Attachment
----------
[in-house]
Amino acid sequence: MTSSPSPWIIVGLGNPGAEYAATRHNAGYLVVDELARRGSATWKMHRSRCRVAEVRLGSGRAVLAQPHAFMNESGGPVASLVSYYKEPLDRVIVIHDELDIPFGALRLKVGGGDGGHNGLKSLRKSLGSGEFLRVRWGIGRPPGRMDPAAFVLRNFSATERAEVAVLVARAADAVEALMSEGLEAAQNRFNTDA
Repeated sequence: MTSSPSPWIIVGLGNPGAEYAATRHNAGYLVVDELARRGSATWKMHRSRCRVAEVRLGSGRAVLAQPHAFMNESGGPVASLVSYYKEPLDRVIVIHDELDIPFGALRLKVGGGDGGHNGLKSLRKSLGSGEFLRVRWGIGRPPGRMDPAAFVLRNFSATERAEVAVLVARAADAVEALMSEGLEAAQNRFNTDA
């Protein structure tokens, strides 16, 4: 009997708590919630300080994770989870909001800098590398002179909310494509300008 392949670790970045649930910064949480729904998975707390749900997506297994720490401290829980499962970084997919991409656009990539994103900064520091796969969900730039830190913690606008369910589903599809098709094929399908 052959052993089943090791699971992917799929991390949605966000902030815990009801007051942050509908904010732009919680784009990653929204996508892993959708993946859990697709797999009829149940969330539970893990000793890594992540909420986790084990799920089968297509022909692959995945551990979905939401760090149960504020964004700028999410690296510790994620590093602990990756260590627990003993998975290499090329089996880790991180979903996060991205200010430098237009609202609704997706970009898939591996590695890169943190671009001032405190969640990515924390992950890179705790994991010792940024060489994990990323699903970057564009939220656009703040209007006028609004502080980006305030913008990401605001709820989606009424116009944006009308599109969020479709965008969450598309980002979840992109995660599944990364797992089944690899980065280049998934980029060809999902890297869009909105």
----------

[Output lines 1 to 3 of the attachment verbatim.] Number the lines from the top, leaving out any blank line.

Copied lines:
[in-house]
Amino acid sequence: MTSSPSPWIIVGLGNPGAEYAATRHNAGYLVVDELARRGSATWKMHRSRCRVAEVRLGSGRAVLAQPHAFMNESGGPVASLVSYYKEPLDRVIVIHDELDIPFGALRLKVGGGDGGHNGLKSLRKSLGSGEFLRVRWGIGRPPGRMDPAAFVLRNFSATERAEVAVLVARAADAVEALMSEGLEAAQNRFNTDA
Repeated sequence: MTSSPSPWIIVGLGNPGAEYAATRHNAGYLVVDELARRGSATWKMHRSRCRVAEVRLGSGRAVLAQPHAFMNESGGPVASLVSYYKEPLDRVIVIHDELDIPFGALRLKVGGGDGGHNGLKSLRKSLGSGEFLRVRWGIGRPPGRMDPAAFVLRNFSATERAEVAVLVARAADAVEALMSEGLEAAQNRFNTDA